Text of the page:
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The Austin Film Festival
by Nava Berg

The Austin film festival (AFF) is a vibrant long running event, celebrating their 25th festival this year. The AFF prides itself in being a festival “for writers”, showcasing a four day conference consisting of panels and workshops on script writing and everything related to creative process and the business side of getting your film(or idea) out there. Their mission statement is: “[to] further the art and craft of filmmaking by inspiring and championing the work of screenwriters, filmmakers and all artists who use the language of film to tell a story.” As luck would have it, it looks like I moved to town just in time. I bought my “Lonely Star” badge (giving me access to all six days of film showings with priority seating, but only one full day of panels) months ago and waited with anticipation for October to roll around.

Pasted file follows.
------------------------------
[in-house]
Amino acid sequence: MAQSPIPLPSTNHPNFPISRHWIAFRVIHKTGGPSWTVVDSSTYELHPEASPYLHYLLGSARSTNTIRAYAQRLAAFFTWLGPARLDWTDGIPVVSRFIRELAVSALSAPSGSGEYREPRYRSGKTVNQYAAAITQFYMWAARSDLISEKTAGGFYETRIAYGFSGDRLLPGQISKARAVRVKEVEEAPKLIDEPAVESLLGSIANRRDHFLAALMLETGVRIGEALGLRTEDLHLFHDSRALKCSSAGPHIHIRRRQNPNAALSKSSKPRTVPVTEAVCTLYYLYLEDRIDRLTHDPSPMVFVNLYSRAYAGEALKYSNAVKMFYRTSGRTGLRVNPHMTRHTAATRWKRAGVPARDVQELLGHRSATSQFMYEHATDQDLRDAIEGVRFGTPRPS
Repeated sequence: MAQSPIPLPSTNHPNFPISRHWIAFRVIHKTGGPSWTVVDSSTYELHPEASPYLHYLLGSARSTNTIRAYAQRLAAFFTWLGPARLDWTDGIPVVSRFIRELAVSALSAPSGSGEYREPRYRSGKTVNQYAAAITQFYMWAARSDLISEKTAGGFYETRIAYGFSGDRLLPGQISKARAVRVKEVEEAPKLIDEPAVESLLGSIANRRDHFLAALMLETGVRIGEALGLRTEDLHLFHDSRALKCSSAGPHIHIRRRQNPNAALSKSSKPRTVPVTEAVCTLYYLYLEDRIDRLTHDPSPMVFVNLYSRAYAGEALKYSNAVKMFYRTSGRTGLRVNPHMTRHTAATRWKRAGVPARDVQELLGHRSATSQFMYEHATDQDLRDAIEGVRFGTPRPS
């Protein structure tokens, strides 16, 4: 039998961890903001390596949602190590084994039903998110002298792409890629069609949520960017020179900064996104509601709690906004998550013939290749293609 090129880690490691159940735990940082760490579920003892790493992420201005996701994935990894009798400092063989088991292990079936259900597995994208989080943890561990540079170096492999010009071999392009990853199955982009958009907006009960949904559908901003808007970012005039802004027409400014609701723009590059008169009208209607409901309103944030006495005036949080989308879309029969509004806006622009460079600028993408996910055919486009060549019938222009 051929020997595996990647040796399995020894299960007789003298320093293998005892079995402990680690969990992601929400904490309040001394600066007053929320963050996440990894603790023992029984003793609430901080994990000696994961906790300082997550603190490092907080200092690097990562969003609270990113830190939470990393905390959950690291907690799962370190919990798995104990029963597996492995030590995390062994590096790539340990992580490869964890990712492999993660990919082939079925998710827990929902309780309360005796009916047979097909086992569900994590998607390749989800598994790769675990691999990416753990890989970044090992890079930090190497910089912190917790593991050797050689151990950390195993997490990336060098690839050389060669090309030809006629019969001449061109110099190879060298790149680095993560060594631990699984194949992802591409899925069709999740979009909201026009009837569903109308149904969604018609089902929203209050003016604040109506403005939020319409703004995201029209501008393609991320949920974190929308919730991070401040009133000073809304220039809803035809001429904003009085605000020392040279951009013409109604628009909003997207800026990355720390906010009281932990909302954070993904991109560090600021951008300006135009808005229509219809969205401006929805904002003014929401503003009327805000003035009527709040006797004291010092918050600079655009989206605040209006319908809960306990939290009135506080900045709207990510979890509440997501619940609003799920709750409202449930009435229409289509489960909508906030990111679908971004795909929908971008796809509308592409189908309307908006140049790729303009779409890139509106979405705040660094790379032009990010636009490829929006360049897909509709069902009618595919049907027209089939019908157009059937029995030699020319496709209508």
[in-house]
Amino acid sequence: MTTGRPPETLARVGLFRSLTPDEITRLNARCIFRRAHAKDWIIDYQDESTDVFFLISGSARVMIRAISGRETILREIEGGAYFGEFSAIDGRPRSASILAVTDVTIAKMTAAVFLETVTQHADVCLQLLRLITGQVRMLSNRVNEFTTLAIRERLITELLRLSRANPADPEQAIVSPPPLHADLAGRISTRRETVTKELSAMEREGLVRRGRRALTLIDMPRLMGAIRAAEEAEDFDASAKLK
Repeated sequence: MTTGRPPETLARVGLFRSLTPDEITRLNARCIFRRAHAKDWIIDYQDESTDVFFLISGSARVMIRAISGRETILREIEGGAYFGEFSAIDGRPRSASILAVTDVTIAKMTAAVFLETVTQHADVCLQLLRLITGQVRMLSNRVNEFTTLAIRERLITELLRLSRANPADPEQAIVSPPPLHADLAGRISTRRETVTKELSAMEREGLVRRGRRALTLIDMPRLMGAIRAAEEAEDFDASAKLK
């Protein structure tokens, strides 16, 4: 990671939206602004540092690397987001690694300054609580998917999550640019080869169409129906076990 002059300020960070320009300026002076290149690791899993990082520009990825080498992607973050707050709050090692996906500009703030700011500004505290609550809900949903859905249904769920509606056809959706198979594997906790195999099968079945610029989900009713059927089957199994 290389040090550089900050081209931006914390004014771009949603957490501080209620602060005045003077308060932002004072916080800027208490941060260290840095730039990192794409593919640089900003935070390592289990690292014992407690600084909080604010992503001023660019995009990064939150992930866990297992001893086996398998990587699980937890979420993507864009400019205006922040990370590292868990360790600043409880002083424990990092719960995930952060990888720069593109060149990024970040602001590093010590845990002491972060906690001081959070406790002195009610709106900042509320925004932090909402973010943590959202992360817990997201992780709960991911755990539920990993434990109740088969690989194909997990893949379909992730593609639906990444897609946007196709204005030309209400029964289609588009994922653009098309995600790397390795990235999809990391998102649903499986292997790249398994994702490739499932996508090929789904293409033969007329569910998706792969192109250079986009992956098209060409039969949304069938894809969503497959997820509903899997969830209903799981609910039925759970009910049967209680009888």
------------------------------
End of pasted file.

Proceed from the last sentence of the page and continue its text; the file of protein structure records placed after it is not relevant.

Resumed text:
Focused in the downtown area, The Driskill Hotel (a Romanesque-style building from the 1800s, also the oldest operating hotel in Austin, Texas) is the central hub of the event.  This is where you go to pick up your film pass badge, in my case, and rub shoulders with the industry bigwigs, if you’re into that kind of thing. The lobby of the Driskill was constantly full and bustling with people taking up every corner nook and cranny, all networking looking to meet the right person to help make their silver screen dreams come true. There was also plenty of festival merchandise being sold, the regular posters, T-shirts and mugs, but I hurried out of there to get started on the important task of seeing as many films possible without frying my brain. My first stop was nearby, the legendary Paramount Theater right around the corner. I had actually missed the premiere the night before, Natalie Portman’s latest film VOX LUX (written and directed by Brady Corbet) and over the next couple of days heard from many people who saw it and didn’t like it. The other venues I focused on were the State Theater adjacent to the Paramount and the Hideaway a block down, as well as St. David’s Episcopal Church. A few more venues were participating further away from the crowds, the Alamo Draft Village and Galaxy up North and Rollins Theatre in the South but I couldn’t squander any precious film time driving and looking for parking. In any case all the major attraction films were playing in the downtown area. One last note on logistics, because the lines were so long for some of the movies, it was impossible to see more than three films a day, I spent at least an hour in line for a lot of the films that I saw, which turned out to be quite an experience in itself. Austin is definitely one of the friendliest cities I’ve ever lived in and there wasn’t a line that I stood in that didn’t result in an interesting conversation.